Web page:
Let me try again: You're looking for a piece of software, you need it, and are ready to buy. Let's call it a CRM and the feature you're looking for the ability to add a new contact from the main screen. (It could be anything and any feature, but just as an example)
During the demo, you love the software, the people instill confidence, and you can see yourself using this everyday. If it takes three extra button clicks to add a new contact (giving you a workaround) would this make you happy?
Or you're really happy with everything, and the choice is to sign the contract and we would have the button before install date (written in the contract.) Would that be a better option?
I'm interested in how you as the person listening to the demo, would take those two options (giving only one option would be presented during the demo) Does this make more sense?
As a reference, The guys at Close.io use the first option ( http://blog.close.io/)
patio11 (who is kicking around here) uses the second option (http://www.kalzumeus.com/)
If it was a new service, this should have ruled you out (for Harvest's case) before you became a qualified lead.
I was trying to ask about something that you could use with a workaround (like a few more steps create a translation) or offer to write what was needed to translate for an additional commitment from you. Would you have taken one of those options, or was the client facing information needing to auto-translate a deal breaker for you?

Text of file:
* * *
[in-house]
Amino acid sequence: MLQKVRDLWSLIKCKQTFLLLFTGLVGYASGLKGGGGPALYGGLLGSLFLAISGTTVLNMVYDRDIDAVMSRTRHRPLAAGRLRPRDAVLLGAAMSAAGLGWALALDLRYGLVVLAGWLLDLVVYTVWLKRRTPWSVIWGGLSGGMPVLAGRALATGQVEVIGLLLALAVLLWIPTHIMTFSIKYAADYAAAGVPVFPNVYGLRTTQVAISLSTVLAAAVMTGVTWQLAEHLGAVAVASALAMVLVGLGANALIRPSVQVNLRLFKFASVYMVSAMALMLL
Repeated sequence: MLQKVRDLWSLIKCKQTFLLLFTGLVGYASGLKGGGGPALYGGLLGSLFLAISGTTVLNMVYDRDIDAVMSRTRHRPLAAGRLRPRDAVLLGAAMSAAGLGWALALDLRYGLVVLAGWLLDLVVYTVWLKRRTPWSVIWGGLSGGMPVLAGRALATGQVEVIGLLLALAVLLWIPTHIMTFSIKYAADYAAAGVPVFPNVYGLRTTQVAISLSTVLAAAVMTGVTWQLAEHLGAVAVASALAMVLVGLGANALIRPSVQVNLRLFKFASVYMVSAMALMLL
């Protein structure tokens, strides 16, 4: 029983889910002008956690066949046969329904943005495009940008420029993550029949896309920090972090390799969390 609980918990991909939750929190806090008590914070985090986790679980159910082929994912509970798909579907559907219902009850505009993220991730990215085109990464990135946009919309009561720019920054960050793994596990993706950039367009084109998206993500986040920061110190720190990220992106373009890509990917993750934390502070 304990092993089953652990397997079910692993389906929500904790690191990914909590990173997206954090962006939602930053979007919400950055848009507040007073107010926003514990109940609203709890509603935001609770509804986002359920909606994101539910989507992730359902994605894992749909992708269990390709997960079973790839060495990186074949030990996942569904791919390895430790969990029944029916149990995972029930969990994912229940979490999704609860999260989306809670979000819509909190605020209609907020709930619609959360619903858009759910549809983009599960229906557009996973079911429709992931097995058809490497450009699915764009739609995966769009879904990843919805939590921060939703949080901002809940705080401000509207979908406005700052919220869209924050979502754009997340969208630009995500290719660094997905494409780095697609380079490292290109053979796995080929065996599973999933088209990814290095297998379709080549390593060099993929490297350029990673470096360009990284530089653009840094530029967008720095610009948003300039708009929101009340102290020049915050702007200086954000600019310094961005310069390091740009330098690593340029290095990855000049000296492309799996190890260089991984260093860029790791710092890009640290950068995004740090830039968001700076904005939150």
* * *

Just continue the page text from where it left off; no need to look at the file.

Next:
I actually used Harvest for a while, and I basically changed all invoice labels to make them bilingual.
I ended up switching to Pancake, it actually supports setting a per-client locale, and the client-facing parts are translated correctly. It's still not perfect, though, but at least it's there.
I can think of a few pain points I have around storage vendors, functionality of their interfaces, some virtualization niggles, etc. In that case I already have a functioning product and I'm looking to extend functionality and solve a specific issue I have, so if the new product doesn't have it, I stick with what I have.
I'm trying to put myself in the place of someone who doesn't have a category X product at all and am evaluating a number of vendors who all compete in category X, and I'm coming up blank. So likely it's a peculiarity of my scenario -- or, at least, not the kind of customer situation you're dealing with.